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Artist Anjolie Ela Menon returns to Mumbai with a new exhibition

Anjolie Ela Menon returns to the city after nine years with a series of new works and a host of new goals

’The Red Charpoi’, oil-on-Masonite board (2023)
’The Red Charpoi’, oil-on-Masonite board (2023)

Mumbai has a special place in Anjolie Ela Menon’s heart. The Padma Shri-awardee lived in the city for nearly a decade in the 1980s when her husband was in the navy. When she moved to Delhi, it was the sea she missed the most. In fact, the Sassoon Docks and the boats at sea have featured prominently in some of her early works.

“Boats have been integral to our family and recur in my work. My grandson is a great sailor too,” she says. It’s fitting, then, that her new exhibition features a painting, The Fisherman’s Story, which is an ode to the city and the sea

Menon, 83, has returned to Mumbai with a solo show, Anjolie The Wanton Fabulist, after nine years. The name of the exhibition, presented by Art Musings, comes from a title conferred on her by art critic Gayatri Sinha.

“(This came about) because of the complicated subject matters and the juxtaposition of different images in the same painting that I am well-known for,” says Menon.

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The 26 oil-on-Masonite paintings are, in her words, almost like a mini-retrospective of her practice because they encapsulate many elements which have featured prominently in her paintings over the years.

Familiar objects such as charpai and kites make appearances in The Red Charpoi And Landscape, and animals such as crows and goats in Crow & A Chair and Goat People. The crow is a memory from her Mumbai days—she recalls a crow that would often come and sit in her balcony while she painted—while the goats are a daily sight at the Nizamuddin Basti in Delhi, where her studio is located. “Sometimes a cat or a lizard joins in. These animals often accompany the figures in my work,” she says.

The show mostly features new works from last year, with the oldest one going back to 2015. Oil-on-Masonite remains her preferred medium of painting but lately a burst of colour has seeped into her work. This is a bit of an irony, given that she is getting older, she says. “The colours should have been more gloomy, I should imagine,” she laughs.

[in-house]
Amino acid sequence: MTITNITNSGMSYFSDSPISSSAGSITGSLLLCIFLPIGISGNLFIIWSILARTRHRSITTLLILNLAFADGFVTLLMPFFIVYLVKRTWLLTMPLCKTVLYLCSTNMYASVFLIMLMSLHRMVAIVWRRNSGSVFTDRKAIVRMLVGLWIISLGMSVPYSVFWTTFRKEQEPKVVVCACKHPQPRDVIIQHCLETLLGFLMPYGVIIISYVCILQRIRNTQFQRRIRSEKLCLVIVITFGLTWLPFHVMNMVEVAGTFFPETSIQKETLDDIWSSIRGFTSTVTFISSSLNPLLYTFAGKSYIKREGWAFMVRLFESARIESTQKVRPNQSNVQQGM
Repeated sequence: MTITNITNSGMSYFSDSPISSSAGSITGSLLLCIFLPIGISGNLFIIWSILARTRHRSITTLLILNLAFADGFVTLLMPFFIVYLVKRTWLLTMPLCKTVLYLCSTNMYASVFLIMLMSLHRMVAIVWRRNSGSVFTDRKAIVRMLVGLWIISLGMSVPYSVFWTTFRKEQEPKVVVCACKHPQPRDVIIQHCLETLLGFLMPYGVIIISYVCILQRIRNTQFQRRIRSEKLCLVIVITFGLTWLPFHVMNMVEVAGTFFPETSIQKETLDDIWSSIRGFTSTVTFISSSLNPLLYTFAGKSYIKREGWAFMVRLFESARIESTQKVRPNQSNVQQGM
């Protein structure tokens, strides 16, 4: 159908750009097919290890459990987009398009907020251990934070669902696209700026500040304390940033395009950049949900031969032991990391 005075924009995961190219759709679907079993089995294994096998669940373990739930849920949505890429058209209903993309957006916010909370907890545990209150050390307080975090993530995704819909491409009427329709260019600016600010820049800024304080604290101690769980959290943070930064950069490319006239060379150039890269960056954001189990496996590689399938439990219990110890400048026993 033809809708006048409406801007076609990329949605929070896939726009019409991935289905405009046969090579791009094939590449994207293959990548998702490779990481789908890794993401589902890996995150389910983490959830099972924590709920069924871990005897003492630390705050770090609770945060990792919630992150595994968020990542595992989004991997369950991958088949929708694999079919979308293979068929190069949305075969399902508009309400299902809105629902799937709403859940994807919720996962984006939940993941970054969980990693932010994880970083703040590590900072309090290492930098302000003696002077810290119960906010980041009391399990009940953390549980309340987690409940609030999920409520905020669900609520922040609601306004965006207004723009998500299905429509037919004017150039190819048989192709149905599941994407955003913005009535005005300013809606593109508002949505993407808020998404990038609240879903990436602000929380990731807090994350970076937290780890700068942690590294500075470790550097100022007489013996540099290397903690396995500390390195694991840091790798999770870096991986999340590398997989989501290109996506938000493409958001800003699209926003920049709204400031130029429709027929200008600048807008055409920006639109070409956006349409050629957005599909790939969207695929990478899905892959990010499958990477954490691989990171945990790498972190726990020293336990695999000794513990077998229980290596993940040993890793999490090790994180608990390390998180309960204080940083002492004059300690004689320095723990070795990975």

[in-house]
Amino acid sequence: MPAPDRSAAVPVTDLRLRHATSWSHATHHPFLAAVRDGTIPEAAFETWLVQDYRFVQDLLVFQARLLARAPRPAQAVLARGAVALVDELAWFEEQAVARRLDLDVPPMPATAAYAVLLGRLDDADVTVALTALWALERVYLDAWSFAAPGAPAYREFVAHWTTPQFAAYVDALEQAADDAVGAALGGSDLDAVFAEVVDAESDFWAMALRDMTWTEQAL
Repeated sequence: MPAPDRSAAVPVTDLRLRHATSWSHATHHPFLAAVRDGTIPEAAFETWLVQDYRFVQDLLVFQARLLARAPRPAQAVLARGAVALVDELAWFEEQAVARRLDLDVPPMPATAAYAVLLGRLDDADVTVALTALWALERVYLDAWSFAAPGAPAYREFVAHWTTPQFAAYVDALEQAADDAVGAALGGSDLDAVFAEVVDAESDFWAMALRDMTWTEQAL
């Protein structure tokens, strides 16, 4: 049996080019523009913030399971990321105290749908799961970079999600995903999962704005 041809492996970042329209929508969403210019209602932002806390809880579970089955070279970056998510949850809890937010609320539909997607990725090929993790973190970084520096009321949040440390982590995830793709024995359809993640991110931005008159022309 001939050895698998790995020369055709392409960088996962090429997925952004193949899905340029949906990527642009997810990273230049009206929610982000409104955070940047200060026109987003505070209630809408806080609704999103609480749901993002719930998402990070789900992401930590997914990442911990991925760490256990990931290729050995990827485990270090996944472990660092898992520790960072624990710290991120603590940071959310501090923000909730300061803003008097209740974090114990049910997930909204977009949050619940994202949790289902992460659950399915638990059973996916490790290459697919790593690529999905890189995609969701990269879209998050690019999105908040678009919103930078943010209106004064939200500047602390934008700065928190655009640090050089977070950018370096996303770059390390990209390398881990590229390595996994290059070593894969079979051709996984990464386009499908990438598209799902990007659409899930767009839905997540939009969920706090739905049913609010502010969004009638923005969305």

There are some works from her 2017 Divine Mother series too. In a painting titled Yashoda And Krishna, Yashoda holds baby Krishna in her arms, while Parvati cradles Ganesh in Parvati And Ganesh. It was while pursuing formal training in painting at the Ecole Nationale des Beaux-Arts in Paris in the late 1950s and early 1960s that she found herself intrigued by early Christian art. “In those days, the Madonna and child seemed to dominate a lot of my work,” she says. “I have started to believe that there are other mothers of divine beings, who are also worshipped in their own right, thus giving rise to the Divine Mother series.”

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Menon says she has worked really hard the whole of 2023 to create this new body of work, and describes her daily visits to her studio in Nizamuddin Basti. “Painting is part of my life; it’s part of me. I hate Sundays because that’s the day we visit the farm and I don’t paint. I don’t like holidays. I am driven to paint and I have been at it for the last 60 years—ever since I was a child.”

There are two new works in the pipeline. Also on the horizon is a gastronomic travelogue, an autobiography of sorts from the artist who loves to cook and feed her large family of two sons, their wives and four grandchildren.

Anjolie The Wanton Fabulist can be viewed at Art Musings, Colaba, Mumbai, till 15 March.

Deepali Singh is a Mumbai-based art and culture writer.

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